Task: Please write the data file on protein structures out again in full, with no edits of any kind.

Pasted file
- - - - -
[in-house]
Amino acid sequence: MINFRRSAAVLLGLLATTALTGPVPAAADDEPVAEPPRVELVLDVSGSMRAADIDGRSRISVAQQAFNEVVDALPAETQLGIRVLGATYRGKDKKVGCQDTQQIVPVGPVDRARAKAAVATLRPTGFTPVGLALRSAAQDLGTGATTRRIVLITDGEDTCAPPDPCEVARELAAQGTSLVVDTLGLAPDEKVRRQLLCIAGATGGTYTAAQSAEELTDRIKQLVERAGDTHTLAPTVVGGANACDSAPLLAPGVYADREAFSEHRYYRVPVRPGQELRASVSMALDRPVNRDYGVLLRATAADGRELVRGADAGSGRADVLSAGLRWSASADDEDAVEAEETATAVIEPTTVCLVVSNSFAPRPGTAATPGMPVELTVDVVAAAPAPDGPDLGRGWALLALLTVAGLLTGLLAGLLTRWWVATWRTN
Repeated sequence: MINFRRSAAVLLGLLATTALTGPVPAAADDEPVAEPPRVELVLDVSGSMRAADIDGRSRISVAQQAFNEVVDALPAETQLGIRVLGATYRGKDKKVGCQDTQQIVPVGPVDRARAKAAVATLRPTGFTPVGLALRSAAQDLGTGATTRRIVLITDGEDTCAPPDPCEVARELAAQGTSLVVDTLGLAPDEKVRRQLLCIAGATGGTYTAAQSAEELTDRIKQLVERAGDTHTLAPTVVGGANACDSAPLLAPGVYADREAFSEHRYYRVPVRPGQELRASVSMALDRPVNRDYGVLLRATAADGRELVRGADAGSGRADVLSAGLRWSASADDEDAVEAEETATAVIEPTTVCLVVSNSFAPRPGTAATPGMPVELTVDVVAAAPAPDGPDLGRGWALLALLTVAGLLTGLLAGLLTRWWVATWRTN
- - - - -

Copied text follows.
[in-house]
Amino acid sequence: MINFRRSAAVLLGLLATTALTGPVPAAADDEPVAEPPRVELVLDVSGSMRAADIDGRSRISVAQQAFNEVVDALPAETQLGIRVLGATYRGKDKKVGCQDTQQIVPVGPVDRARAKAAVATLRPTGFTPVGLALRSAAQDLGTGATTRRIVLITDGEDTCAPPDPCEVARELAAQGTSLVVDTLGLAPDEKVRRQLLCIAGATGGTYTAAQSAEELTDRIKQLVERAGDTHTLAPTVVGGANACDSAPLLAPGVYADREAFSEHRYYRVPVRPGQELRASVSMALDRPVNRDYGVLLRATAADGRELVRGADAGSGRADVLSAGLRWSASADDEDAVEAEETATAVIEPTTVCLVVSNSFAPRPGTAATPGMPVELTVDVVAAAPAPDGPDLGRGWALLALLTVAGLLTGLLAGLLTRWWVATWRTN
Repeated sequence: MINFRRSAAVLLGLLATTALTGPVPAAADDEPVAEPPRVELVLDVSGSMRAADIDGRSRISVAQQAFNEVVDALPAETQLGIRVLGATYRGKDKKVGCQDTQQIVPVGPVDRARAKAAVATLRPTGFTPVGLALRSAAQDLGTGATTRRIVLITDGEDTCAPPDPCEVARELAAQGTSLVVDTLGLAPDEKVRRQLLCIAGATGGTYTAAQSAEELTDRIKQLVERAGDTHTLAPTVVGGANACDSAPLLAPGVYADREAFSEHRYYRVPVRPGQELRASVSMALDRPVNRDYGVLLRATAADGRELVRGADAGSGRADVLSAGLRWSASADDEDAVEAEETATAVIEPTTVCLVVSNSFAPRPGTAATPGMPVELTVDVVAAAPAPDGPDLGRGWALLALLTVAGLLTGLLAGLLTRWWVATWRTN